Bangladesh on Wednesday signed a loan deal with a Japanese development agency for construction of the country's first-ever metro rail system, costing $2.8 billion and intended to ease Dhaka's traffic jams.
Traffic in Bangladesh capital, home to 15 million people, is among the slowest in the world with commuters spending three-to-four hours in jams daily. A mix of 200,000 motor vehicles and another half-million cycle-rickshaws clog the roads.
Officials said the proposed 20.1-kilometre (12.5-mile) ground and elevated railway will stretch across Dhaka from north to south with 16 stations and will ferry four million commuters every day, easing the jams substantially.
The project will cost an estimated $2.8 billion, Japan International Cooperation Agency (JICA) Bangladesh chief Takao Toda said, adding that his agency will finance 85 percent of the cost at an interest rate of 0.01 percent.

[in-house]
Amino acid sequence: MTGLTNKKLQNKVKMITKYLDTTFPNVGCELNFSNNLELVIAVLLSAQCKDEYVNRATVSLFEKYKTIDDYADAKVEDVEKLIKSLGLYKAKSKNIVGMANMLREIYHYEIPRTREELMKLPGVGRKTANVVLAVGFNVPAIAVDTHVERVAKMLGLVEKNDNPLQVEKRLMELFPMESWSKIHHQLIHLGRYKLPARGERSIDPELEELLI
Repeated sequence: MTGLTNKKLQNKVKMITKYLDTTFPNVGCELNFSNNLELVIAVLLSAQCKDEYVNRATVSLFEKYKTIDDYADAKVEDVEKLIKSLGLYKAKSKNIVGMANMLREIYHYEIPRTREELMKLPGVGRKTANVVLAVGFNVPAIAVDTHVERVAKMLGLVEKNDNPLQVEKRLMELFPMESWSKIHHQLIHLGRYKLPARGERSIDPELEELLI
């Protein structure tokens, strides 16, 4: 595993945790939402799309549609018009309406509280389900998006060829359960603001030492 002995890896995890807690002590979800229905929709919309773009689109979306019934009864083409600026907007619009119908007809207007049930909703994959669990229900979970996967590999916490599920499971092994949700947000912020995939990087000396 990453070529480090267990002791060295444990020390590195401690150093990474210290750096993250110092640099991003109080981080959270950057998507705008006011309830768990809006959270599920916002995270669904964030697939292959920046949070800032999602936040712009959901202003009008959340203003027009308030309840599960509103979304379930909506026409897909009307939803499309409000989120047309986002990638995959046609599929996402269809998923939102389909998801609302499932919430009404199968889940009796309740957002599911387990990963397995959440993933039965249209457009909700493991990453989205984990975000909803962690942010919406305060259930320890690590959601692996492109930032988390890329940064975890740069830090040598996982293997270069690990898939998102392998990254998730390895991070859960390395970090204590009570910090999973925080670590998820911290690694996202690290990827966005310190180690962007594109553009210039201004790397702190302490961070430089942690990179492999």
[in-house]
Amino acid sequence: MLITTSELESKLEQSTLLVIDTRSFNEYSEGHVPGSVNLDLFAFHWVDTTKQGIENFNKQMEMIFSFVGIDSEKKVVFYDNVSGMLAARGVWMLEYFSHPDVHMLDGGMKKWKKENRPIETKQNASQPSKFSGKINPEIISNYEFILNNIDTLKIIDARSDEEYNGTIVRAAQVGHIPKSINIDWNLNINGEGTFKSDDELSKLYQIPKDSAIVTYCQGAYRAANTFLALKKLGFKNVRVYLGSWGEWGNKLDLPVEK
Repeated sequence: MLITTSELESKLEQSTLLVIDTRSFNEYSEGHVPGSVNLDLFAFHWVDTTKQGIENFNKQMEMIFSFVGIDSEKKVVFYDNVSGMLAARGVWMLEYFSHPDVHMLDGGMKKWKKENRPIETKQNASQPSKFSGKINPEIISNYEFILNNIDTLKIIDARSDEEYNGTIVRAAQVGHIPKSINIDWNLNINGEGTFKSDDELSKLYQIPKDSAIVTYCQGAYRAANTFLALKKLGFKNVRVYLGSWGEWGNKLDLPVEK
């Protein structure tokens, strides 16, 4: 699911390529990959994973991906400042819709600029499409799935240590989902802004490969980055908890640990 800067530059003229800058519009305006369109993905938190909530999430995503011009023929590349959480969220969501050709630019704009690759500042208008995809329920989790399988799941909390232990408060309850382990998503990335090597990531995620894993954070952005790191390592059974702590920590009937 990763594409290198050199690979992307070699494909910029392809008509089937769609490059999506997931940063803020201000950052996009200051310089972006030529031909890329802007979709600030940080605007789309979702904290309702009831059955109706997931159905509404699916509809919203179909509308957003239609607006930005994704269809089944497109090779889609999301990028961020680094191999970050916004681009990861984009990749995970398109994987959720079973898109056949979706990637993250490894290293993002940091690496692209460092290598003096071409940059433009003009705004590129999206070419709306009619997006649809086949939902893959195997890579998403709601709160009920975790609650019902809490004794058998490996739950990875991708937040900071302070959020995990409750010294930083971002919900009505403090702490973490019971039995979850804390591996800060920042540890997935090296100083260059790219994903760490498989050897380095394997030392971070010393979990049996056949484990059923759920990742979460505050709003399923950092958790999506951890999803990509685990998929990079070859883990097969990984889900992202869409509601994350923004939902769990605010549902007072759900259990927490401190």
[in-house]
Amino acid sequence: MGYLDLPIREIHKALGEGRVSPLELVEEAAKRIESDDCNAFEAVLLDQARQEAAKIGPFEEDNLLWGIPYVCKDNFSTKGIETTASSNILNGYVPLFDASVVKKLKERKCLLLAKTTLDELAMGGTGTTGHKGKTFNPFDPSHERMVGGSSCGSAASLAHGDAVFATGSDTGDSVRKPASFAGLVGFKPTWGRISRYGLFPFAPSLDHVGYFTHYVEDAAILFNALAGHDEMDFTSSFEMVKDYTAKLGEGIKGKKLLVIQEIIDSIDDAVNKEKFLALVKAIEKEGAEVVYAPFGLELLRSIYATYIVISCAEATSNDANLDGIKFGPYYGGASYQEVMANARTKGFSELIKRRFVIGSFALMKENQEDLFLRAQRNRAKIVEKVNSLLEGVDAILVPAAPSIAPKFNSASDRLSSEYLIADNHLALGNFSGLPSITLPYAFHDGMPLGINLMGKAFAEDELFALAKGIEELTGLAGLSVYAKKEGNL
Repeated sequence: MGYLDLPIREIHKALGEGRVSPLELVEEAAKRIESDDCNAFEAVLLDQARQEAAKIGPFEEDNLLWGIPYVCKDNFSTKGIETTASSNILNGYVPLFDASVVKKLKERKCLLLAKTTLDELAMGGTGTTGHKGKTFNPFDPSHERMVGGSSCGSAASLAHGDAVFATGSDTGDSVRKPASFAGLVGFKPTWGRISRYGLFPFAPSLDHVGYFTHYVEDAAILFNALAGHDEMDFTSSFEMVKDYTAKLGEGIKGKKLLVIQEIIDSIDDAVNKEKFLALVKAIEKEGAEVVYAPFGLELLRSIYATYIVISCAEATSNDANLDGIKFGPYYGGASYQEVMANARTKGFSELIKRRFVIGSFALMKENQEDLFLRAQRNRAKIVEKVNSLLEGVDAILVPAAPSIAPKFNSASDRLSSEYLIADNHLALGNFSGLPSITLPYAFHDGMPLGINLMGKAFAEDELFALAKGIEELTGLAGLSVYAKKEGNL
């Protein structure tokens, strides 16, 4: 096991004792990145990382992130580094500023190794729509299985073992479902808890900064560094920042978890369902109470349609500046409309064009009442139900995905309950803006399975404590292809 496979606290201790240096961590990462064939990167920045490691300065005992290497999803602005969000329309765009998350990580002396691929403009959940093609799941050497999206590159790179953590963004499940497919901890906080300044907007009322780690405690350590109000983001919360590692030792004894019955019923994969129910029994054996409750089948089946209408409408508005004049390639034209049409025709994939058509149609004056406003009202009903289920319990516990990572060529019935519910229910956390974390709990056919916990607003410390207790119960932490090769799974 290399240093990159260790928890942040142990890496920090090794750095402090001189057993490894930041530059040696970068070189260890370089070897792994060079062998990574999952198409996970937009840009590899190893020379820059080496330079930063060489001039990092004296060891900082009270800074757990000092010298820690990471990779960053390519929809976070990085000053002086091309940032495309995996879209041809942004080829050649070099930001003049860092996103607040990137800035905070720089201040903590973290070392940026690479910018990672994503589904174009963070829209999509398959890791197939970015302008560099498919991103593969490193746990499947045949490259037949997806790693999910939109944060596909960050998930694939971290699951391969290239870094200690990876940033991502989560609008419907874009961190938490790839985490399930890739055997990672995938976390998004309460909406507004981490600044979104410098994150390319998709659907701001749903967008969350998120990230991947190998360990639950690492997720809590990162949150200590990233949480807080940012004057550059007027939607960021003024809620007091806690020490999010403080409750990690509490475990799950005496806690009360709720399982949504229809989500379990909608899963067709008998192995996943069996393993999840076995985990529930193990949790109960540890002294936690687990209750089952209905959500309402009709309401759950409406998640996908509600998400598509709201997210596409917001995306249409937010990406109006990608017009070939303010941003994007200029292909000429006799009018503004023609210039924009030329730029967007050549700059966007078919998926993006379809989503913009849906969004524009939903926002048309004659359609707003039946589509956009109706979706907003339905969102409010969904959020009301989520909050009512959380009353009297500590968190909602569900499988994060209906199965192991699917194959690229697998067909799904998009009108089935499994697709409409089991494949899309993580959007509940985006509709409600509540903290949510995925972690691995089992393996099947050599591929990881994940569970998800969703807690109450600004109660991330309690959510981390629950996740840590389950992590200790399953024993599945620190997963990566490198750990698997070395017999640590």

"The metro-rail will reduce travel time to 36 minutes (to cross from north to south Dhaka), which now takes hours," Toda said at the signing of the first phase of the loan deal entailing $116.3 million for consulting services.
The metro-rail construction will start in 2016 and end in 2021.
The government may seek investment from other donors for the remainder of the cost.
The metro will be the impoverished country's second-largest infrastructure project after a $3-billion bridge project over the river Padma. The government says it plans to finance the bridge on its own.
Early this month, Bangladesh withdrew its request for World Bank financing for the high-profile bridge project which has been dogged by allegations of corruption involving top government officials.